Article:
But I remained compelled to build a column around this thread, at the very least to paint a picture of what I’ve been hearing. So I decided to move a layer up, and reach out to two operators who actively work with producers but aren’t exposed to the same risks themselves. The first is Elise Bergerson, an independent consultant who helps podcast clients work through each stage of operations and production development. (Previously, Bergerson was the Business Operations Manager at This American Life and Serial Productions.) And the second is Amanda Hickman, the recently-appointed director of AIR’s Freelance Futures Initiative. I communicated with both separately, but their insights almost entirely overlap, so I’m going to weave them together for the rest of this piece.
The first point of context that I was told — aside from the fact that neither Bergerson and Hickman are lawyers nor should they be a substitute for lawyers, and that all producers should consider consulting with a lawyer when dealing with contract situations — was that bad contracts aren’t the norm. “The vast majority of outlets hiring freelance producers have perfectly reasonable standard contracts,” said Hickman. “But that doesn’t mean there isn’t a problem with outlets pushing pretty outrageous contracts.”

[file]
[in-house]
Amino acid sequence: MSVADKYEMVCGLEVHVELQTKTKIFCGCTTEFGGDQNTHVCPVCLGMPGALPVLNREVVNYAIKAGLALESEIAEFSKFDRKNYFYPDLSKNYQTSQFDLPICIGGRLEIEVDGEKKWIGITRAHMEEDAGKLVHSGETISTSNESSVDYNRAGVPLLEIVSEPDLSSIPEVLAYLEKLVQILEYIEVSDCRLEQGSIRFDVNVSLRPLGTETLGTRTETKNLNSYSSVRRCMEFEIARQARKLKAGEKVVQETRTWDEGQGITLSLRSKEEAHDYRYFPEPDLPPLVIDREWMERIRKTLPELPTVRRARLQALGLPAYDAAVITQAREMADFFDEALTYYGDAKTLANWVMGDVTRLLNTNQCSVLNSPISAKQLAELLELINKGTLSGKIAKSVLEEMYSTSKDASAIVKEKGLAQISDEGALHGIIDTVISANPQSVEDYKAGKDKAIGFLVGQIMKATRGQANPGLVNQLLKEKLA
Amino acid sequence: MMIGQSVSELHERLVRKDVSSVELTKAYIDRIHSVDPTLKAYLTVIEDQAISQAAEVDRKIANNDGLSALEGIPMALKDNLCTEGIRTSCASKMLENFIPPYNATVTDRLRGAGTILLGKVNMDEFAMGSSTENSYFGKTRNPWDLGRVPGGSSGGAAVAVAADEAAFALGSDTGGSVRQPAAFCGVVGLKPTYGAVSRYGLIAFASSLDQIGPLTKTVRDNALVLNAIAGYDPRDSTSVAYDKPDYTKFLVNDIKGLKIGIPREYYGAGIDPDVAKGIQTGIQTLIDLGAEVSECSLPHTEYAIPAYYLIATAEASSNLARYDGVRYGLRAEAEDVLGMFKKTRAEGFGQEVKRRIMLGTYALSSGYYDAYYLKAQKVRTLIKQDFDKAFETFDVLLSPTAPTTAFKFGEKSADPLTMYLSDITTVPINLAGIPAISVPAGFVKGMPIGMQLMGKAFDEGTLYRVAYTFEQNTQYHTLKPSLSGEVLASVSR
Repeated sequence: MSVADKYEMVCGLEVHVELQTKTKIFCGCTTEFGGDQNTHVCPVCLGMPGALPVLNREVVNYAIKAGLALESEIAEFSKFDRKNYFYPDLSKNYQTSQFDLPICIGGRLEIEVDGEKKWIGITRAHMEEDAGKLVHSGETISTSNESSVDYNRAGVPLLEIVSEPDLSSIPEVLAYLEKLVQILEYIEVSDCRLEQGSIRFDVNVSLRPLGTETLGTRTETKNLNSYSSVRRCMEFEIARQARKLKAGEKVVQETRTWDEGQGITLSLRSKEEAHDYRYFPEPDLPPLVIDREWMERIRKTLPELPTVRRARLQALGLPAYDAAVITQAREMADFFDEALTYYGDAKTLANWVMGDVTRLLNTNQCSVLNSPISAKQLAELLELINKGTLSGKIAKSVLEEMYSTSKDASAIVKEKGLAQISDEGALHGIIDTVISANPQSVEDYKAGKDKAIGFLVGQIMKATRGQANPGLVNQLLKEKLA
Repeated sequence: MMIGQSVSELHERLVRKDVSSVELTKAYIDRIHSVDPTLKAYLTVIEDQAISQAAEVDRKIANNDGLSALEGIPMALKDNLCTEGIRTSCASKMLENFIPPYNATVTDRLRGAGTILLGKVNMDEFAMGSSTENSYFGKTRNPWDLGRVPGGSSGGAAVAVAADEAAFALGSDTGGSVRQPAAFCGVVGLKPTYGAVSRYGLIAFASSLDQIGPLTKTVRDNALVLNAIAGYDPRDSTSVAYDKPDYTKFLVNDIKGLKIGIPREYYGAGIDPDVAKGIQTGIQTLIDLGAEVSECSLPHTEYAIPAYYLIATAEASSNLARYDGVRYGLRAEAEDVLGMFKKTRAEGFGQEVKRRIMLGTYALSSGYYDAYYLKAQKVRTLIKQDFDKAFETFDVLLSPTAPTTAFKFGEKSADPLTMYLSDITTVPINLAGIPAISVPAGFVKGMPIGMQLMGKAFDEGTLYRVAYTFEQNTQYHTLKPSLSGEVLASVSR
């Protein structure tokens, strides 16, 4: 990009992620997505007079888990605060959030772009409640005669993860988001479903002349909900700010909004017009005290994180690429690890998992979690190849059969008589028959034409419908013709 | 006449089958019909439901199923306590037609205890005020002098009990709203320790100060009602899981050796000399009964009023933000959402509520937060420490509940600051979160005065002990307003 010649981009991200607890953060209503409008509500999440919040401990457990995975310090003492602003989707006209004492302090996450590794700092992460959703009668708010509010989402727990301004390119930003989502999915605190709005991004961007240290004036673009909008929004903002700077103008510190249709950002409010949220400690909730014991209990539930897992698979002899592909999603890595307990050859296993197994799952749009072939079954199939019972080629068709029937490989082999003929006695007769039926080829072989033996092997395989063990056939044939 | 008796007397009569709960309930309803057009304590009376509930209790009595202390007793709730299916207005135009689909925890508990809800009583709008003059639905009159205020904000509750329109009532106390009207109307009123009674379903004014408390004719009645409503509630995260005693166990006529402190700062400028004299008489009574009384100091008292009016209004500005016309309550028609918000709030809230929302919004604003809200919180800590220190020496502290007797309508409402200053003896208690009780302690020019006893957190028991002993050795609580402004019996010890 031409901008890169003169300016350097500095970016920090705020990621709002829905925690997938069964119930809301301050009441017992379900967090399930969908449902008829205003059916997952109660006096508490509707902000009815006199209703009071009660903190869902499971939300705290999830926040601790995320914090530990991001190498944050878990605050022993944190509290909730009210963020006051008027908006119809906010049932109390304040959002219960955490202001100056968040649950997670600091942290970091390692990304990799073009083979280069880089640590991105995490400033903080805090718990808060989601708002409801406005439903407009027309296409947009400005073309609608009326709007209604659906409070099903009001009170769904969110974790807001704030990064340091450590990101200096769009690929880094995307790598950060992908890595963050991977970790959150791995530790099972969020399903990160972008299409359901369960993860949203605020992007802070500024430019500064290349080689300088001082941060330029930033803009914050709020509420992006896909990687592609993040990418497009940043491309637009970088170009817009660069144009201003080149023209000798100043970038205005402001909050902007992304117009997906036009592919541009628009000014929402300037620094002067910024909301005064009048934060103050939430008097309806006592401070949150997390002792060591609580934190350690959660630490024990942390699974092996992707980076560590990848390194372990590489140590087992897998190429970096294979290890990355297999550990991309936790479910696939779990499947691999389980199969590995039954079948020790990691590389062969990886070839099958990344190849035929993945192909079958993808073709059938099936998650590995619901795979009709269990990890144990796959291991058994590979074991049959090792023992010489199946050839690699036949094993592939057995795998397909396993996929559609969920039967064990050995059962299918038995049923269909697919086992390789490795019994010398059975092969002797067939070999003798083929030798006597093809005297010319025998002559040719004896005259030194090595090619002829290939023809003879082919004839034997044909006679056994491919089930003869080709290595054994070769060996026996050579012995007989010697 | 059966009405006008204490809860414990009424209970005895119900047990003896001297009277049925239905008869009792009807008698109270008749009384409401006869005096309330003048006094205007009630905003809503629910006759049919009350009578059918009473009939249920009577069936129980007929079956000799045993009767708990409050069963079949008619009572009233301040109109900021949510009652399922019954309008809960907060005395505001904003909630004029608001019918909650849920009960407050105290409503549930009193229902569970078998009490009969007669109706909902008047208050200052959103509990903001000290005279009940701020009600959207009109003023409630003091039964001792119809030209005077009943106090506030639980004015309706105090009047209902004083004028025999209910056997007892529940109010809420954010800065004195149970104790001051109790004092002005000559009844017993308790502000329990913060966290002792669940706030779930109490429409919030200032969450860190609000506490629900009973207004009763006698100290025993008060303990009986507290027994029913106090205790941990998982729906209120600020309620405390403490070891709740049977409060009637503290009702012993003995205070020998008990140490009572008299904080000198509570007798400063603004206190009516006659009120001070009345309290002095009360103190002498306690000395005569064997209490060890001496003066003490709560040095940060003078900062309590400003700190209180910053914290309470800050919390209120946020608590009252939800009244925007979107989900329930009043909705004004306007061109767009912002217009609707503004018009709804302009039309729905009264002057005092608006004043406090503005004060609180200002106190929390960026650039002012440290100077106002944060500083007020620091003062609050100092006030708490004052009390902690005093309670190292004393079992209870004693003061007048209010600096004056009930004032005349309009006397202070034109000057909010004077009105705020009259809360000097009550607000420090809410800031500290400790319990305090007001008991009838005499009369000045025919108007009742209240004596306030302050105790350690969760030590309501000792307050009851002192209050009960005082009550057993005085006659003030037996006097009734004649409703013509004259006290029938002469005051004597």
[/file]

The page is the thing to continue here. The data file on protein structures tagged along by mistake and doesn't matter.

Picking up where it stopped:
In the instances where there are difficult contracts, they tend to come from specific kinds of partners. “This may not come as a surprise, but I probably see the highest incidence of bad deals when creators are working with brands and work-for-hire partners who come from other industries, and thus aren’t cognizant of the all-in costs,” said Bergerson. These situations, she argues, come from a thinking where the commissioning outlet’s focus is on producing goods at the bare minimum cost, as opposed to paying fair market rates to proportionally compensate labor, expertise, and talent. (Often times, the contract standards set by these outlets are shaped by their respective industries’ own legacies of exploitative practices.)